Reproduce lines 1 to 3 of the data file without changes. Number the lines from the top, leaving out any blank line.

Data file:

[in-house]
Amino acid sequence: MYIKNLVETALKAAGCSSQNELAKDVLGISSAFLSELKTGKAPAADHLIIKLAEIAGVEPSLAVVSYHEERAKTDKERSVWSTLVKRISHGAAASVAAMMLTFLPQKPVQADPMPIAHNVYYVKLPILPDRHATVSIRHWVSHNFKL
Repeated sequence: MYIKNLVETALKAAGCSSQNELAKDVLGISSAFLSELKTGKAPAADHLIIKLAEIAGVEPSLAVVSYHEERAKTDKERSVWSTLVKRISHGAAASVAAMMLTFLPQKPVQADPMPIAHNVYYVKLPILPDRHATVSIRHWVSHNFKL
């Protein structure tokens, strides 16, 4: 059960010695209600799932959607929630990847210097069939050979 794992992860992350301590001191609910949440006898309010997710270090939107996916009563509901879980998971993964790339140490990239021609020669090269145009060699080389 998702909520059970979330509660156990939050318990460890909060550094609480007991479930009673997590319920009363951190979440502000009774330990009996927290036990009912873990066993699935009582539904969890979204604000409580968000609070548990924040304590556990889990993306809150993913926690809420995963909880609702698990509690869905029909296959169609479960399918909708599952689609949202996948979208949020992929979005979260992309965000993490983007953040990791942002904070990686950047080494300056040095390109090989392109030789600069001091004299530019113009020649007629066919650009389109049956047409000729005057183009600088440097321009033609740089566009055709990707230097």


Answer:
[in-house]
Amino acid sequence: MYIKNLVETALKAAGCSSQNELAKDVLGISSAFLSELKTGKAPAADHLIIKLAEIAGVEPSLAVVSYHEERAKTDKERSVWSTLVKRISHGAAASVAAMMLTFLPQKPVQADPMPIAHNVYYVKLPILPDRHATVSIRHWVSHNFKL
Repeated sequence: MYIKNLVETALKAAGCSSQNELAKDVLGISSAFLSELKTGKAPAADHLIIKLAEIAGVEPSLAVVSYHEERAKTDKERSVWSTLVKRISHGAAASVAAMMLTFLPQKPVQADPMPIAHNVYYVKLPILPDRHATVSIRHWVSHNFKL